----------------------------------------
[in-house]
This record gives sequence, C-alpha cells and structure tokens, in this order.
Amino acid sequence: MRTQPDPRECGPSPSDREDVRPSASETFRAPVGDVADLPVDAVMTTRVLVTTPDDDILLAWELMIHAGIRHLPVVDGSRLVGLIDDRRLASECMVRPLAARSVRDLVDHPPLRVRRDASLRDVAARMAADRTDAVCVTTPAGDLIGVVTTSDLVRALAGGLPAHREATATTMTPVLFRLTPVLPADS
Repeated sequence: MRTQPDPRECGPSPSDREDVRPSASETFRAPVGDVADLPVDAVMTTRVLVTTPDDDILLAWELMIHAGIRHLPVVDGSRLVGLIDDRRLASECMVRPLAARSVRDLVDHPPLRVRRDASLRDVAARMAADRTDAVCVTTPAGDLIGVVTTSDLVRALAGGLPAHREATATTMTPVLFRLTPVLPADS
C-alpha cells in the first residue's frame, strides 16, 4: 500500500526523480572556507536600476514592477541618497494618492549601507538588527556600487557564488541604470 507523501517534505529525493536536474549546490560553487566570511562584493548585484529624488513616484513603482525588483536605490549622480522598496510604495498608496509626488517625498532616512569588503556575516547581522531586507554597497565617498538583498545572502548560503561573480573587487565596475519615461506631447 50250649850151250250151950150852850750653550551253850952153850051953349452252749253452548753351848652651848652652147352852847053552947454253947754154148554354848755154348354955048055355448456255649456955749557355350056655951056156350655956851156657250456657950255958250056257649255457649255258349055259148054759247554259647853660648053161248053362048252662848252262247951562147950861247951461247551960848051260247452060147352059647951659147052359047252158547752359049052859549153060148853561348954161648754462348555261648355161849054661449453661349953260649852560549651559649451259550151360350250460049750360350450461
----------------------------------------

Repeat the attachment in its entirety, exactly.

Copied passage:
[in-house]
This record gives sequence, C-alpha cells and structure tokens, in this order.
Amino acid sequence: MRTQPDPRECGPSPSDREDVRPSASETFRAPVGDVADLPVDAVMTTRVLVTTPDDDILLAWELMIHAGIRHLPVVDGSRLVGLIDDRRLASECMVRPLAARSVRDLVDHPPLRVRRDASLRDVAARMAADRTDAVCVTTPAGDLIGVVTTSDLVRALAGGLPAHREATATTMTPVLFRLTPVLPADS
Repeated sequence: MRTQPDPRECGPSPSDREDVRPSASETFRAPVGDVADLPVDAVMTTRVLVTTPDDDILLAWELMIHAGIRHLPVVDGSRLVGLIDDRRLASECMVRPLAARSVRDLVDHPPLRVRRDASLRDVAARMAADRTDAVCVTTPAGDLIGVVTTSDLVRALAGGLPAHREATATTMTPVLFRLTPVLPADS
C-alpha cells in the first residue's frame, strides 16, 4: 500500500526523480572556507536600476514592477541618497494618492549601507538588527556600487557564488541604470 507523501517534505529525493536536474549546490560553487566570511562584493548585484529624488513616484513603482525588483536605490549622480522598496510604495498608496509626488517625498532616512569588503556575516547581522531586507554597497565617498538583498545572502548560503561573480573587487565596475519615461506631447 50250649850151250250151950150852850750653550551253850952153850051953349452252749253452548753351848652651848652652147352852847053552947454253947754154148554354848755154348354955048055355448456255649456955749557355350056655951056156350655956851156657250456657950255958250056257649255457649255258349055259148054759247554259647853660648053161248053362048252662848252262247951562147950861247951461247551960848051260247452060147352059647951659147052359047252158547752359049052859549153060148853561348954161648754462348555261648355161849054661449453661349953260649852560549651559649451259550151360350250460049750360350450461